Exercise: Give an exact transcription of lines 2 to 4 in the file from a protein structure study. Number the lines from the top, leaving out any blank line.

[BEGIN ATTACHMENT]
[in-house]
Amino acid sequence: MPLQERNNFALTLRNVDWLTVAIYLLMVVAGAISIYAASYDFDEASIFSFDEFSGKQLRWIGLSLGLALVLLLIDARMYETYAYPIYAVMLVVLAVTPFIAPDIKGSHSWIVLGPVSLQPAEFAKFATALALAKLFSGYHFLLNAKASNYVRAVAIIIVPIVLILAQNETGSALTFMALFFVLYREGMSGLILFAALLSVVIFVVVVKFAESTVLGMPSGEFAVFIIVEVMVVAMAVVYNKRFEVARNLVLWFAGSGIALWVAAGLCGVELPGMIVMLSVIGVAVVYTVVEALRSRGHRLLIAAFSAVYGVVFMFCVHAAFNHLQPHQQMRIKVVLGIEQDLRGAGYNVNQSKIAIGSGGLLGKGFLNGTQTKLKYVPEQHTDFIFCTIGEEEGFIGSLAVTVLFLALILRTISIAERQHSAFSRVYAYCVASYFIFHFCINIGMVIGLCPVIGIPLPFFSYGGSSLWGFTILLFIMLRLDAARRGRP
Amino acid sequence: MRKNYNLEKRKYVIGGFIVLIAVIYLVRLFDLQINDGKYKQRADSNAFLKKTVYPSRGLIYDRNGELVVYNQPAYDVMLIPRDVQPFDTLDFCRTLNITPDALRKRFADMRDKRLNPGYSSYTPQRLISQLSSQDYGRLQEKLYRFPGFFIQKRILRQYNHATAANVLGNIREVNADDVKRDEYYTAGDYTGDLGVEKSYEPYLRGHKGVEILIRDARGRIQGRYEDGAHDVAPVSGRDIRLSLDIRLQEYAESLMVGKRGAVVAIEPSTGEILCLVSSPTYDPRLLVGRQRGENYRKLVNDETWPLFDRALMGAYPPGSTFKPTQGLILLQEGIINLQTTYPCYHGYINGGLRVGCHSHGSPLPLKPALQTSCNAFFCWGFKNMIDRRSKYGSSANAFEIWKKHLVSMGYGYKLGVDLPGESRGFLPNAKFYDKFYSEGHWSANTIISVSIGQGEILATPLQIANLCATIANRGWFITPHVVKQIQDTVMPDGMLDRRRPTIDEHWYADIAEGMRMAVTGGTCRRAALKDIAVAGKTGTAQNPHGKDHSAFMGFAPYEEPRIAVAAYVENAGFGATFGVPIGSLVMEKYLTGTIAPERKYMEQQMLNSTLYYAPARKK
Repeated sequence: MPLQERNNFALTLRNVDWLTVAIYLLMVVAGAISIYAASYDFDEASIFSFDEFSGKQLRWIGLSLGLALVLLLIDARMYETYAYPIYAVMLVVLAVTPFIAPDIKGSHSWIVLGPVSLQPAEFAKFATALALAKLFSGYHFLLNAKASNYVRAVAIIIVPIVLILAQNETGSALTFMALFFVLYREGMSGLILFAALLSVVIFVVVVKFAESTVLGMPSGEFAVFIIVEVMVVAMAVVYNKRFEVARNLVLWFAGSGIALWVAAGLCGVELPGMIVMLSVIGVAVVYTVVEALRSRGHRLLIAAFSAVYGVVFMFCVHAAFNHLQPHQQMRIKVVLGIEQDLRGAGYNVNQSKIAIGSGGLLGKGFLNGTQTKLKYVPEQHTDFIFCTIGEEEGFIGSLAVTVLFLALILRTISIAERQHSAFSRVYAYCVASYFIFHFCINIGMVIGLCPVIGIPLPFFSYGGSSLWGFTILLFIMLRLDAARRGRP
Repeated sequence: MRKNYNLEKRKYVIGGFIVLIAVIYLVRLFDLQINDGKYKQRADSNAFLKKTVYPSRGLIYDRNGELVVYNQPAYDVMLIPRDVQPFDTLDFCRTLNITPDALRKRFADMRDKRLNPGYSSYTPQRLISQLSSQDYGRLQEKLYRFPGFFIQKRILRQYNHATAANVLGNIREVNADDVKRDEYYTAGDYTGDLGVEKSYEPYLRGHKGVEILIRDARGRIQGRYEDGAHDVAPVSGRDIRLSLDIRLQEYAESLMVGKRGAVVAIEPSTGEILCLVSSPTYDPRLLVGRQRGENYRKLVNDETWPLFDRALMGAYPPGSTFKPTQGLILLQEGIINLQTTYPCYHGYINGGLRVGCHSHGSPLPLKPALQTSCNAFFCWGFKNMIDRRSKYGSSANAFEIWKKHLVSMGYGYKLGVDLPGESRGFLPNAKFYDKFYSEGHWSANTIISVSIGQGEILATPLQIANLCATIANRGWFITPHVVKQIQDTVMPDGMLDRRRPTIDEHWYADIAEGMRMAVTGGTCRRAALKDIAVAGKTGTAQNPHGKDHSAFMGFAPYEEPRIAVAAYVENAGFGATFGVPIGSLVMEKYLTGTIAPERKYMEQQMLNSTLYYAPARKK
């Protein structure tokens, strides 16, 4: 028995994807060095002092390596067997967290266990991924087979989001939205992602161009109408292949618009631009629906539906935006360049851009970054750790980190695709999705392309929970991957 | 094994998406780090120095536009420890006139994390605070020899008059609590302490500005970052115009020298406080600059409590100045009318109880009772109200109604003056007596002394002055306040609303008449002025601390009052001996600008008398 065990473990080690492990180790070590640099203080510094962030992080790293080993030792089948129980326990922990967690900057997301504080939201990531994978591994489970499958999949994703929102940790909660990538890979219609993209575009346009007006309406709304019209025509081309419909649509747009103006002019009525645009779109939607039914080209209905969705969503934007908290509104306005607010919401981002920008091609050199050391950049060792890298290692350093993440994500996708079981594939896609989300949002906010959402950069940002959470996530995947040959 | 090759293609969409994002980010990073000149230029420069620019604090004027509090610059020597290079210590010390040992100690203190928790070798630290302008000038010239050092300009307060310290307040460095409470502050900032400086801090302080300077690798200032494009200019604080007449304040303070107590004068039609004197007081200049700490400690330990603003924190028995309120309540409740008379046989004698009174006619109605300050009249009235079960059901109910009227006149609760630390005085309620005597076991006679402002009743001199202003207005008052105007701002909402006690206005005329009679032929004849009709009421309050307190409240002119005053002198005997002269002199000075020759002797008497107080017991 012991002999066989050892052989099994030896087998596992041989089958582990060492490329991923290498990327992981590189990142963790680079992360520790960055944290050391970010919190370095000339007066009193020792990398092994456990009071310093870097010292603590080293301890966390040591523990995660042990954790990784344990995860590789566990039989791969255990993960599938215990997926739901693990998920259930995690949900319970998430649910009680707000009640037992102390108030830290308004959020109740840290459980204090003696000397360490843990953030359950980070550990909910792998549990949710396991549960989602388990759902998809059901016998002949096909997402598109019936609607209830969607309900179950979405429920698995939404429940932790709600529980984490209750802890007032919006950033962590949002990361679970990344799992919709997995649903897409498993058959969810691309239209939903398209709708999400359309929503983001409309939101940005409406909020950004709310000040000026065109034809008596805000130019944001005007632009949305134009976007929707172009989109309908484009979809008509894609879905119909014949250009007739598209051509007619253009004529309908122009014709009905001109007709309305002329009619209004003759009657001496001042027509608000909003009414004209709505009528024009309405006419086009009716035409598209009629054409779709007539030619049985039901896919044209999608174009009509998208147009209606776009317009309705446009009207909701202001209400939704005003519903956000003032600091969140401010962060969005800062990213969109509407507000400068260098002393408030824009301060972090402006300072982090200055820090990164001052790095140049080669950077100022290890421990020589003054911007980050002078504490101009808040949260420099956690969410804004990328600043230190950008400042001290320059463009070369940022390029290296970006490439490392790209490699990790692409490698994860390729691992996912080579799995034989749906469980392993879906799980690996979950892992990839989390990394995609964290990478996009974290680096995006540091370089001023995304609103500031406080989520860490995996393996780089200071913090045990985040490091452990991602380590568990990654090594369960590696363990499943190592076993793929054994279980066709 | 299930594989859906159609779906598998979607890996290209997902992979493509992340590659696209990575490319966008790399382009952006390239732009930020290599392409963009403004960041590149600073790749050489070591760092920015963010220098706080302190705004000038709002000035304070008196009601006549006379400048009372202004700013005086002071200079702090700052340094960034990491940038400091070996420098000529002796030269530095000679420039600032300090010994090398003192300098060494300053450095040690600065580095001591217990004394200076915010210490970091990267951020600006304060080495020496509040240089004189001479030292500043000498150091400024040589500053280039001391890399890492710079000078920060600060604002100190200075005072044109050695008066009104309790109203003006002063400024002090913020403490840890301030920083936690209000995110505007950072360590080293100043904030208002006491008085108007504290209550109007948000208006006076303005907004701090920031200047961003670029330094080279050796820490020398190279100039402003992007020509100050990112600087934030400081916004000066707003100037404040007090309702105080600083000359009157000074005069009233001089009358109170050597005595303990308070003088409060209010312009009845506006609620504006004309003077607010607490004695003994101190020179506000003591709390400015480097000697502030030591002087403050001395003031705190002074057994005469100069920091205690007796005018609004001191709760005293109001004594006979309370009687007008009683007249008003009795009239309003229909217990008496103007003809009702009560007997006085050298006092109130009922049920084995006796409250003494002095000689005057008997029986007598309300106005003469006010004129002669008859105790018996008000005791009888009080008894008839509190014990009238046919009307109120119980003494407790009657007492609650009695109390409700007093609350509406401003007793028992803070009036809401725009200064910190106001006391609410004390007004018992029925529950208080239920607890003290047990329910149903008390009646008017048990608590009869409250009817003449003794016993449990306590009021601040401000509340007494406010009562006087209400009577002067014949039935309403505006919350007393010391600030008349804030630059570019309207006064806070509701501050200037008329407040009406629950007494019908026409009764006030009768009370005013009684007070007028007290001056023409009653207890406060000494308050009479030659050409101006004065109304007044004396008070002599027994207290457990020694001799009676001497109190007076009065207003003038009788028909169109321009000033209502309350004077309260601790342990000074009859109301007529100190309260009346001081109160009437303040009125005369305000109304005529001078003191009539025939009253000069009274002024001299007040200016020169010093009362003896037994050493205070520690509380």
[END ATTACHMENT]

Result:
Amino acid sequence: MPLQERNNFALTLRNVDWLTVAIYLLMVVAGAISIYAASYDFDEASIFSFDEFSGKQLRWIGLSLGLALVLLLIDARMYETYAYPIYAVMLVVLAVTPFIAPDIKGSHSWIVLGPVSLQPAEFAKFATALALAKLFSGYHFLLNAKASNYVRAVAIIIVPIVLILAQNETGSALTFMALFFVLYREGMSGLILFAALLSVVIFVVVVKFAESTVLGMPSGEFAVFIIVEVMVVAMAVVYNKRFEVARNLVLWFAGSGIALWVAAGLCGVELPGMIVMLSVIGVAVVYTVVEALRSRGHRLLIAAFSAVYGVVFMFCVHAAFNHLQPHQQMRIKVVLGIEQDLRGAGYNVNQSKIAIGSGGLLGKGFLNGTQTKLKYVPEQHTDFIFCTIGEEEGFIGSLAVTVLFLALILRTISIAERQHSAFSRVYAYCVASYFIFHFCINIGMVIGLCPVIGIPLPFFSYGGSSLWGFTILLFIMLRLDAARRGRP
Amino acid sequence: MRKNYNLEKRKYVIGGFIVLIAVIYLVRLFDLQINDGKYKQRADSNAFLKKTVYPSRGLIYDRNGELVVYNQPAYDVMLIPRDVQPFDTLDFCRTLNITPDALRKRFADMRDKRLNPGYSSYTPQRLISQLSSQDYGRLQEKLYRFPGFFIQKRILRQYNHATAANVLGNIREVNADDVKRDEYYTAGDYTGDLGVEKSYEPYLRGHKGVEILIRDARGRIQGRYEDGAHDVAPVSGRDIRLSLDIRLQEYAESLMVGKRGAVVAIEPSTGEILCLVSSPTYDPRLLVGRQRGENYRKLVNDETWPLFDRALMGAYPPGSTFKPTQGLILLQEGIINLQTTYPCYHGYINGGLRVGCHSHGSPLPLKPALQTSCNAFFCWGFKNMIDRRSKYGSSANAFEIWKKHLVSMGYGYKLGVDLPGESRGFLPNAKFYDKFYSEGHWSANTIISVSIGQGEILATPLQIANLCATIANRGWFITPHVVKQIQDTVMPDGMLDRRRPTIDEHWYADIAEGMRMAVTGGTCRRAALKDIAVAGKTGTAQNPHGKDHSAFMGFAPYEEPRIAVAAYVENAGFGATFGVPIGSLVMEKYLTGTIAPERKYMEQQMLNSTLYYAPARKK
Repeated sequence: MPLQERNNFALTLRNVDWLTVAIYLLMVVAGAISIYAASYDFDEASIFSFDEFSGKQLRWIGLSLGLALVLLLIDARMYETYAYPIYAVMLVVLAVTPFIAPDIKGSHSWIVLGPVSLQPAEFAKFATALALAKLFSGYHFLLNAKASNYVRAVAIIIVPIVLILAQNETGSALTFMALFFVLYREGMSGLILFAALLSVVIFVVVVKFAESTVLGMPSGEFAVFIIVEVMVVAMAVVYNKRFEVARNLVLWFAGSGIALWVAAGLCGVELPGMIVMLSVIGVAVVYTVVEALRSRGHRLLIAAFSAVYGVVFMFCVHAAFNHLQPHQQMRIKVVLGIEQDLRGAGYNVNQSKIAIGSGGLLGKGFLNGTQTKLKYVPEQHTDFIFCTIGEEEGFIGSLAVTVLFLALILRTISIAERQHSAFSRVYAYCVASYFIFHFCINIGMVIGLCPVIGIPLPFFSYGGSSLWGFTILLFIMLRLDAARRGRP